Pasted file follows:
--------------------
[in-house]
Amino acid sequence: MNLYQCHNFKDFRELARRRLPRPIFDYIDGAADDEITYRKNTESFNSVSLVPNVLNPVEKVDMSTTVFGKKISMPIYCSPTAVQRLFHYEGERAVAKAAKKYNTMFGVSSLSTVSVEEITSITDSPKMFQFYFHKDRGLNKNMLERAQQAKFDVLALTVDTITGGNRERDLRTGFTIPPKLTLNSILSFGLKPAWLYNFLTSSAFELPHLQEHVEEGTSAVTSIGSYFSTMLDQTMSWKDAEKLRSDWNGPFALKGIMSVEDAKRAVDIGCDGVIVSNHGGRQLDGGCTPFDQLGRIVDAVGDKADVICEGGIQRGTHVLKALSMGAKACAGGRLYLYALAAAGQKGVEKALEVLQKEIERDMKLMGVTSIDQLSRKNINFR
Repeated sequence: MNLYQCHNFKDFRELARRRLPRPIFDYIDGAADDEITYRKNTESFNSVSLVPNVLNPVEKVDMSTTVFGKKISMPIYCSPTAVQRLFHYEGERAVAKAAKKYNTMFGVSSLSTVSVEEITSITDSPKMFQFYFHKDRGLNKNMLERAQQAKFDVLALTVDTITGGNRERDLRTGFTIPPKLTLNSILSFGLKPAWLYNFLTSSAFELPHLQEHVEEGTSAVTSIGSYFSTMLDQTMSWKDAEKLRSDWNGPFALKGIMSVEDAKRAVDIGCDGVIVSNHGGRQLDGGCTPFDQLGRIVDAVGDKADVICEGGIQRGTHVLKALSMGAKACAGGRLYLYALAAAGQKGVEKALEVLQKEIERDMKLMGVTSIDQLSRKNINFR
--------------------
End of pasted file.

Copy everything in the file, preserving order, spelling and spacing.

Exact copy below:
[in-house]
Amino acid sequence: MNLYQCHNFKDFRELARRRLPRPIFDYIDGAADDEITYRKNTESFNSVSLVPNVLNPVEKVDMSTTVFGKKISMPIYCSPTAVQRLFHYEGERAVAKAAKKYNTMFGVSSLSTVSVEEITSITDSPKMFQFYFHKDRGLNKNMLERAQQAKFDVLALTVDTITGGNRERDLRTGFTIPPKLTLNSILSFGLKPAWLYNFLTSSAFELPHLQEHVEEGTSAVTSIGSYFSTMLDQTMSWKDAEKLRSDWNGPFALKGIMSVEDAKRAVDIGCDGVIVSNHGGRQLDGGCTPFDQLGRIVDAVGDKADVICEGGIQRGTHVLKALSMGAKACAGGRLYLYALAAAGQKGVEKALEVLQKEIERDMKLMGVTSIDQLSRKNINFR
Repeated sequence: MNLYQCHNFKDFRELARRRLPRPIFDYIDGAADDEITYRKNTESFNSVSLVPNVLNPVEKVDMSTTVFGKKISMPIYCSPTAVQRLFHYEGERAVAKAAKKYNTMFGVSSLSTVSVEEITSITDSPKMFQFYFHKDRGLNKNMLERAQQAKFDVLALTVDTITGGNRERDLRTGFTIPPKLTLNSILSFGLKPAWLYNFLTSSAFELPHLQEHVEEGTSAVTSIGSYFSTMLDQTMSWKDAEKLRSDWNGPFALKGIMSVEDAKRAVDIGCDGVIVSNHGGRQLDGGCTPFDQLGRIVDAVGDKADVICEGGIQRGTHVLKALSMGAKACAGGRLYLYALAAAGQKGVEKALEVLQKEIERDMKLMGVTSIDQLSRKNINFR